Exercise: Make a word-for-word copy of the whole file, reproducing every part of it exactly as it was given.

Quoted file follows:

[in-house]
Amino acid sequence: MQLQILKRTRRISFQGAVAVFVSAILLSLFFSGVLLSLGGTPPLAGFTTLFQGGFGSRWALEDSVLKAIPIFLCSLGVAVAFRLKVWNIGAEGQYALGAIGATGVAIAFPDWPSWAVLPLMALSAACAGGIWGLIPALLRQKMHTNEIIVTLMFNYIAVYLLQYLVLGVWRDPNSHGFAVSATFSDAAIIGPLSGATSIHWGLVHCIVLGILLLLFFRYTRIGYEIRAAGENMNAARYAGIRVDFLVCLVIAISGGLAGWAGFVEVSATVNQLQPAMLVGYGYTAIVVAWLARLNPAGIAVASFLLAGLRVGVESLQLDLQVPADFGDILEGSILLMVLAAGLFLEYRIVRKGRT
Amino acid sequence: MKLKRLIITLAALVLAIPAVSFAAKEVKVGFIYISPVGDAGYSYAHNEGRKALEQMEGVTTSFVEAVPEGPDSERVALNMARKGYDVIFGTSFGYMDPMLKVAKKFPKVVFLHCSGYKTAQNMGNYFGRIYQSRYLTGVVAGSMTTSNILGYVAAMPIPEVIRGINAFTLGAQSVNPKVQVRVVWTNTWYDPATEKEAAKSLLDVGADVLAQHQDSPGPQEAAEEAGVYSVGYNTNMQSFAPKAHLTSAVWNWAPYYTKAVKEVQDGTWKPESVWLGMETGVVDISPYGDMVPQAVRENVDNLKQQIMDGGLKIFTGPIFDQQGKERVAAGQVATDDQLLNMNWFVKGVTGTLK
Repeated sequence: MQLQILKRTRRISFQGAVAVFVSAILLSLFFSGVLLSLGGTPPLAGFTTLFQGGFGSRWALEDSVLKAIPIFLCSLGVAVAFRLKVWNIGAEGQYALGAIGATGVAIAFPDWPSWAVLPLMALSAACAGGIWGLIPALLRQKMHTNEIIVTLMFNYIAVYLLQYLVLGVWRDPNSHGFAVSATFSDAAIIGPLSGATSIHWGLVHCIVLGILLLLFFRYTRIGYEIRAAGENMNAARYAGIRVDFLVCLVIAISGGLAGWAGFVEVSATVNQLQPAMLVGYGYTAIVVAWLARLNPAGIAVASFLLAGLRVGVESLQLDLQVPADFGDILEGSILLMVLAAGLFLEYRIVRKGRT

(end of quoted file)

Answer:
[in-house]
Amino acid sequence: MQLQILKRTRRISFQGAVAVFVSAILLSLFFSGVLLSLGGTPPLAGFTTLFQGGFGSRWALEDSVLKAIPIFLCSLGVAVAFRLKVWNIGAEGQYALGAIGATGVAIAFPDWPSWAVLPLMALSAACAGGIWGLIPALLRQKMHTNEIIVTLMFNYIAVYLLQYLVLGVWRDPNSHGFAVSATFSDAAIIGPLSGATSIHWGLVHCIVLGILLLLFFRYTRIGYEIRAAGENMNAARYAGIRVDFLVCLVIAISGGLAGWAGFVEVSATVNQLQPAMLVGYGYTAIVVAWLARLNPAGIAVASFLLAGLRVGVESLQLDLQVPADFGDILEGSILLMVLAAGLFLEYRIVRKGRT
Amino acid sequence: MKLKRLIITLAALVLAIPAVSFAAKEVKVGFIYISPVGDAGYSYAHNEGRKALEQMEGVTTSFVEAVPEGPDSERVALNMARKGYDVIFGTSFGYMDPMLKVAKKFPKVVFLHCSGYKTAQNMGNYFGRIYQSRYLTGVVAGSMTTSNILGYVAAMPIPEVIRGINAFTLGAQSVNPKVQVRVVWTNTWYDPATEKEAAKSLLDVGADVLAQHQDSPGPQEAAEEAGVYSVGYNTNMQSFAPKAHLTSAVWNWAPYYTKAVKEVQDGTWKPESVWLGMETGVVDISPYGDMVPQAVRENVDNLKQQIMDGGLKIFTGPIFDQQGKERVAAGQVATDDQLLNMNWFVKGVTGTLK
Repeated sequence: MQLQILKRTRRISFQGAVAVFVSAILLSLFFSGVLLSLGGTPPLAGFTTLFQGGFGSRWALEDSVLKAIPIFLCSLGVAVAFRLKVWNIGAEGQYALGAIGATGVAIAFPDWPSWAVLPLMALSAACAGGIWGLIPALLRQKMHTNEIIVTLMFNYIAVYLLQYLVLGVWRDPNSHGFAVSATFSDAAIIGPLSGATSIHWGLVHCIVLGILLLLFFRYTRIGYEIRAAGENMNAARYAGIRVDFLVCLVIAISGGLAGWAGFVEVSATVNQLQPAMLVGYGYTAIVVAWLARLNPAGIAVASFLLAGLRVGVESLQLDLQVPADFGDILEGSILLMVLAAGLFLEYRIVRKGRT